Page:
“Apps pose a real problem for mobile users, who give them sweeping permissions, but don’t always check security,” says Riaan Badenhorst, General Manager for Kaspersky in Africa. “These are typically free apps found in official app stores that perform as advertised, but also send personal – and potentially corporate – data to a remote server, where it is mined by advertisers or even cybercriminals. Data leakage can also happen through hostile enterprise-signed mobile apps. Here, mobile malware uses distribution code native to popular mobile operating systems like iOS and Android to spread valuable data across corporate networks without raising red flags.”

In fact, according to recent reports, 6 Android apps that were downloaded a staggering 90 million times from the Google Play Store were found to have been loaded with the PreAMo malware, while another recent threat saw 50 malware-filled apps on the Google Play Store infect over 30 million Android devices. Surveillance malware was also loaded onto fake versions of Android apps such as Evernote, Google Play and Skype.

Considering that as of 2019, Android users were able to choose between 2.46 million apps, while Apple users have almost 1.96 million app options to select from, and that the average person has 60-90 apps installed on their phone, using around 30 of them each month and launching 9 per day – it’s easy to see how viral apps take several social media channels by storm.

“In this age where users jump onto a bandwagon because it’s fun or trendy, the Fear of Missing Out (FOMO) can overshadow basic security habits – like being vigilant on granting app permissions,” says Bethwel Opil, Enterprise Sales Manager at Kaspersky in Africa. “In fact, accordingly to a previous Kaspersky study, the majority (63%) of consumers do not read license agreements and 43% just tick all privacy permissions when they are installing new apps on their phone. And this is exactly where the danger lies – as there is certainly ‘no harm’ in joining online challenges or installing new apps.”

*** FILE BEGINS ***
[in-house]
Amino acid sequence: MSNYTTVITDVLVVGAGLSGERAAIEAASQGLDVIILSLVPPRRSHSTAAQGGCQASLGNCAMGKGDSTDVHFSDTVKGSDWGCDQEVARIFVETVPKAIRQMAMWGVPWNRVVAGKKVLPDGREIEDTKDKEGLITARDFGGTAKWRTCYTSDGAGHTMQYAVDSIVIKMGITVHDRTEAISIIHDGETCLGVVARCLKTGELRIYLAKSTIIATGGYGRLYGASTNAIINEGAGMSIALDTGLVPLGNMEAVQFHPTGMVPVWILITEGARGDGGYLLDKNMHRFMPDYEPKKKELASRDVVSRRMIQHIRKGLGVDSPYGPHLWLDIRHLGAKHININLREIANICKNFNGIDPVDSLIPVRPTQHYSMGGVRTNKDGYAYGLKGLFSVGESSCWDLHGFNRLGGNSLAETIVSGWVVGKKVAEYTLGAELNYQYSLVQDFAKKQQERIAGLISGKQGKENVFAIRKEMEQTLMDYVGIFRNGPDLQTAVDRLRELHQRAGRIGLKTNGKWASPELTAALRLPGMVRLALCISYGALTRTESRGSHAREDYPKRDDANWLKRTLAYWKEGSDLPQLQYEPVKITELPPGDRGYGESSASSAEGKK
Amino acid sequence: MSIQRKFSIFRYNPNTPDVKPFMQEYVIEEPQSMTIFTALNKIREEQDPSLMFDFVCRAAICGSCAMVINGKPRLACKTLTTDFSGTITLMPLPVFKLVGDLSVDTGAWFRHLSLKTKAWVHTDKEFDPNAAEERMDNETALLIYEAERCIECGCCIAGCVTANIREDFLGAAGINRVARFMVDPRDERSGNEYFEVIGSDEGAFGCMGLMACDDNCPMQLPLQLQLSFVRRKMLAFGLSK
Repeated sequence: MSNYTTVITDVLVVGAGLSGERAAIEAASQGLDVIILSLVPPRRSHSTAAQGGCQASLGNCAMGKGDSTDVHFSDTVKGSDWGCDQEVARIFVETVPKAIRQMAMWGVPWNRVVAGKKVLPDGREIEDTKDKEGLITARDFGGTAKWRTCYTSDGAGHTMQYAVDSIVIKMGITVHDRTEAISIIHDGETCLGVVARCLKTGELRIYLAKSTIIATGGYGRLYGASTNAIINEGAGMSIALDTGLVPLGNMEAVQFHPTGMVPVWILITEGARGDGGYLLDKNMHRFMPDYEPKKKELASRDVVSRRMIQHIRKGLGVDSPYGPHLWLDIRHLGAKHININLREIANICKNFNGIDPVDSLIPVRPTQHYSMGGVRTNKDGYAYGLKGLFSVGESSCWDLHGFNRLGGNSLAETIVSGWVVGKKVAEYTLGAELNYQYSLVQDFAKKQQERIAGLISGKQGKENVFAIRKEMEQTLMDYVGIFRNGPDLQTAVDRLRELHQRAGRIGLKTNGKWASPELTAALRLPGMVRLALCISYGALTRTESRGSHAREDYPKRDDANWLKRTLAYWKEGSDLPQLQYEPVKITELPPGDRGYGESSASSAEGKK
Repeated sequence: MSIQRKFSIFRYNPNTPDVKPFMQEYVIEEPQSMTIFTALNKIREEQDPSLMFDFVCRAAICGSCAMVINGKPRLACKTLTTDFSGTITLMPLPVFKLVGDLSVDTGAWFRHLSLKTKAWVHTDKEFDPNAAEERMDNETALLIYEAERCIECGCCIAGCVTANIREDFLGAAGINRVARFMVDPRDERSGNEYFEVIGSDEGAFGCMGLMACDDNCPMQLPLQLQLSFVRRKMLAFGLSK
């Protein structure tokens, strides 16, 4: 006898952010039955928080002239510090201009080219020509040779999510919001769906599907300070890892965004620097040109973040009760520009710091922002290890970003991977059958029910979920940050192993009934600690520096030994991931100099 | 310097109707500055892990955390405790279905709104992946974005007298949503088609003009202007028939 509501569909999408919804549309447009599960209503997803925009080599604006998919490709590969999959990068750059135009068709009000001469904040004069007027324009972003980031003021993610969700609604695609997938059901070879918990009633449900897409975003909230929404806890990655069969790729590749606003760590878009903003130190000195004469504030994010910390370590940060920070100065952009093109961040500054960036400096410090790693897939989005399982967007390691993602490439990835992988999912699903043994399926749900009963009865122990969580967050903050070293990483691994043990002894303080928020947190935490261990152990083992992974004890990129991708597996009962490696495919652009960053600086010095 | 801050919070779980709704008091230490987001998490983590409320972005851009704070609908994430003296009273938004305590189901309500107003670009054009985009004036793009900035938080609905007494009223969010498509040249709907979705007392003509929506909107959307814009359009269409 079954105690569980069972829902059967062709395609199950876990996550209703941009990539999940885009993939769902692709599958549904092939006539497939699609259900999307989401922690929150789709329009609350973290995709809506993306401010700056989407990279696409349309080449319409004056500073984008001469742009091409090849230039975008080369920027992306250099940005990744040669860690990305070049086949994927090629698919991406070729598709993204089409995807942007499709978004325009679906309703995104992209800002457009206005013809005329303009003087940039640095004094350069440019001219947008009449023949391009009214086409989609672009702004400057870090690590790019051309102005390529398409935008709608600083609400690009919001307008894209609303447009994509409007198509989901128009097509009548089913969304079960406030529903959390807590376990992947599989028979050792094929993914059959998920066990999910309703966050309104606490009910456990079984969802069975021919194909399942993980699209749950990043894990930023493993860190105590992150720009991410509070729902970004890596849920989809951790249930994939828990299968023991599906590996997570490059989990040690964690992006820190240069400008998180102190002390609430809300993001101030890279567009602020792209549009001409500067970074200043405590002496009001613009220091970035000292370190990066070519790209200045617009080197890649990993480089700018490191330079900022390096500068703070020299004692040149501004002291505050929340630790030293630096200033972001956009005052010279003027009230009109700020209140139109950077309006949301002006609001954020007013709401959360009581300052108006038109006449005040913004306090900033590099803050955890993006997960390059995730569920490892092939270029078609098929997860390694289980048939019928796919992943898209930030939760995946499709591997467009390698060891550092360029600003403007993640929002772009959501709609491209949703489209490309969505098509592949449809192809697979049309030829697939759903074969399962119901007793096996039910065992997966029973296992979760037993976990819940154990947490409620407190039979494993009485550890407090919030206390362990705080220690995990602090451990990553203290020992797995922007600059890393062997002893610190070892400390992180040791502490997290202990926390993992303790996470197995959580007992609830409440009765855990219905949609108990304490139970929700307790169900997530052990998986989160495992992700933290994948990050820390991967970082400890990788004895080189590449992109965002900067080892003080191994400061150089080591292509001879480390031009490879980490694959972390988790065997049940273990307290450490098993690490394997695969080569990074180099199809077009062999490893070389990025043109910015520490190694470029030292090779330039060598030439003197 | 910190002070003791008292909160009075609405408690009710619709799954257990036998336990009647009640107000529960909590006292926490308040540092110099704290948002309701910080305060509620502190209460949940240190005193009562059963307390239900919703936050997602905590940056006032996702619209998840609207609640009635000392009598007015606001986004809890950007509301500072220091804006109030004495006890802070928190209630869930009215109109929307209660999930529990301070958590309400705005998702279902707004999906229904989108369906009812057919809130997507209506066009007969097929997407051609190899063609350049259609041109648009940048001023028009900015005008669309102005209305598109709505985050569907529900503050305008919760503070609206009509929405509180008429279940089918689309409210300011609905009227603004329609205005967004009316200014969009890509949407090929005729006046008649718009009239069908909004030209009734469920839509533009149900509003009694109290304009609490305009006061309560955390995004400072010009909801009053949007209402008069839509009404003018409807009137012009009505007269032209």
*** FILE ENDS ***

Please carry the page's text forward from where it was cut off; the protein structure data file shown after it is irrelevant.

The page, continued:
However, it is dangerous when users just grant these apps limitless permissions into their contacts, photos, private messages, and more. “Doing so allows the app makers possible, and even legal, access to what should remain confidential data. When this sensitive data is hacked or misused, a viral app can turn a source into a loophole which hackers can exploit to spread malicious viruses or ransomware,” adds Badenhorst. 

As such, online users should always have their thinking caps on and be more careful when it comes to the internet and their app habits including:

  • Only download apps from trusted sources. Read the reviews and ratings of the apps as well
  • Select apps you wish to install on your devices wisely
  • Read the license agreement carefully
  • Pay attention to the list of permissions your apps are requesting. Only give apps permissions they absolutely insist on, and forgo any programme that asks for more than necessary
  • Avoid simply clicking “next” during an app installation
  • For an additional security layer, be sure to have a security solution installed on your device

“While the app market shows no signs of slowing down, it is changing,” says Opil. “Consumers download the apps they love on their devices which in turn gives them access to content that is relevant and useful. The future of apps will be in real-world attribution, influenced by local content and this type of tailored in-app experience will lead consumers to share their data more willing in a trusted, premium app environment in exchange for more personalised experiences. But until then, proceed with caution.”